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IT is the basic challenge

Today, software is embedded or integrated in almost everything, in smaller and smaller systems and with minimal use of power. More it makes our society smarter, but also makes our systems more complex - and thus heighten the risk of errors. It is an associated basic challenge, the basis of everything else we want to solve. So says Kim Guldstrand Larsen, who in addition to embedded software also conducts research to secure the increasingly complex IT systems through 'model-based development'.

 - It is actually hard to imagine a society in which embedded it - pervasive it - does not play a crucial role, Kim Guldstrand Larsen, director of Centre for Embedded Software Systems and director of the InfinIT innovation network, explains.

 - That is why it is quite good to work with these challenges, he continues in reference to the main challenges, described in FORSK2020, that Danish research is to focus on in the future:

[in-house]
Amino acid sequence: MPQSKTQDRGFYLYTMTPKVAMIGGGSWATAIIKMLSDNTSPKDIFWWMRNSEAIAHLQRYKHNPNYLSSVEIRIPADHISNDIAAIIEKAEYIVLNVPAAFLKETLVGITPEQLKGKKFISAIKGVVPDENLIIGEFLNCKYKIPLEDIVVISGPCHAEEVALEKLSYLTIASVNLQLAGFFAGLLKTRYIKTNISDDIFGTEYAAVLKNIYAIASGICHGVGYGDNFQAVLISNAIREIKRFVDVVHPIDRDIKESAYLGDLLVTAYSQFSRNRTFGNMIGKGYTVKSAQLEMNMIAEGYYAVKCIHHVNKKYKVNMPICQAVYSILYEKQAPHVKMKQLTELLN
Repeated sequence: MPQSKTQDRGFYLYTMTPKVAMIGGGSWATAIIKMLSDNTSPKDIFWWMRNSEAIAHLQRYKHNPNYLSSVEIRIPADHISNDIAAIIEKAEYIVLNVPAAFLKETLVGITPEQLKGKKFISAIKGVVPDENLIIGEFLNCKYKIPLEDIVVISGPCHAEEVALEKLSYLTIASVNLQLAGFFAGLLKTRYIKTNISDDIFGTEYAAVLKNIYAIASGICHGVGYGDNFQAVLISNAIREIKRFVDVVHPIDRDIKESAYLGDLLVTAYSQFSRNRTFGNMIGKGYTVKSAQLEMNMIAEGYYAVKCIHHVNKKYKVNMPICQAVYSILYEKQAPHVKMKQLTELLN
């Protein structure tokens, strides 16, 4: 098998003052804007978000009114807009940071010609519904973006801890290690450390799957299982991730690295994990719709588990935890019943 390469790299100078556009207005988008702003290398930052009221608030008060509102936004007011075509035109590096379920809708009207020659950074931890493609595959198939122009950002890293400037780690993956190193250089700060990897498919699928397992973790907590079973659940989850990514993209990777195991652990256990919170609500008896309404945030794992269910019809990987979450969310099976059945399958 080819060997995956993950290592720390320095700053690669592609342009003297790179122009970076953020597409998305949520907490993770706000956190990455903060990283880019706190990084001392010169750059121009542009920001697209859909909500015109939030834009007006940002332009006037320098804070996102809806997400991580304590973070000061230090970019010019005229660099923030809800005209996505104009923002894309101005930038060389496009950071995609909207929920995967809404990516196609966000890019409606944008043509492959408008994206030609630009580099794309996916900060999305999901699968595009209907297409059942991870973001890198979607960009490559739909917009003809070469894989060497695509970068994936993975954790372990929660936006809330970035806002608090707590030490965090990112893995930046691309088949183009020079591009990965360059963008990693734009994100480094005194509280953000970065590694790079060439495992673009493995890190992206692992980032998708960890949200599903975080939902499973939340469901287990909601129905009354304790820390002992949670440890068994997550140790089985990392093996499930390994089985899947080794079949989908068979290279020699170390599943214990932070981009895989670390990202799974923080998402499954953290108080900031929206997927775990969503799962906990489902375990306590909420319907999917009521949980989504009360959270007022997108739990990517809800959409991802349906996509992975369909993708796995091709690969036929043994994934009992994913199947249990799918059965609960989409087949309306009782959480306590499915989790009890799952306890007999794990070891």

- But if we can see, that IT is an important element in all of them, then we also need to invest properly in IT. Not just as a given technology, but as something that is continually changing. We need to be good at developing it, and we need to be good at utilizing it - the way it is at a given time.

 - So actually, it would be nice if we had a specific grand challenge called IT, he says.

Smarter systems, larger complexity - and risk

In other words, according to Kim Guldstrand Larsen, IT cuts across the challenges we as a society are facing: IT is a kind of basic challenge - something that is connected to all fields and topics.

   Among other things because IT by now can be found in everything: it is increasingly integrated in our everyday lives, we use it in an increasing number of contexts - and we are increasingly dependent on it. Not least on its working as it is supposed to - also when the complexity of the systems increases, and the risk that something goes wrong is heightended accordingly.

   Kim Guldstrand Larsen's own research in a way works on both sides: on the one hand it focuses on embedding IT in our everyday lives and make them smarter. And on the other it focuses on ensuring applicability and security in the increasingly complex systems.

   Things are connected. 

Embedded software in almost everything

The main field of Kim Guldstrand Larsen's research is called embedded software.

   Embedded software is software that is integrated in mechanical appliances where it helps controlling, surveilling and managing the device it is part of.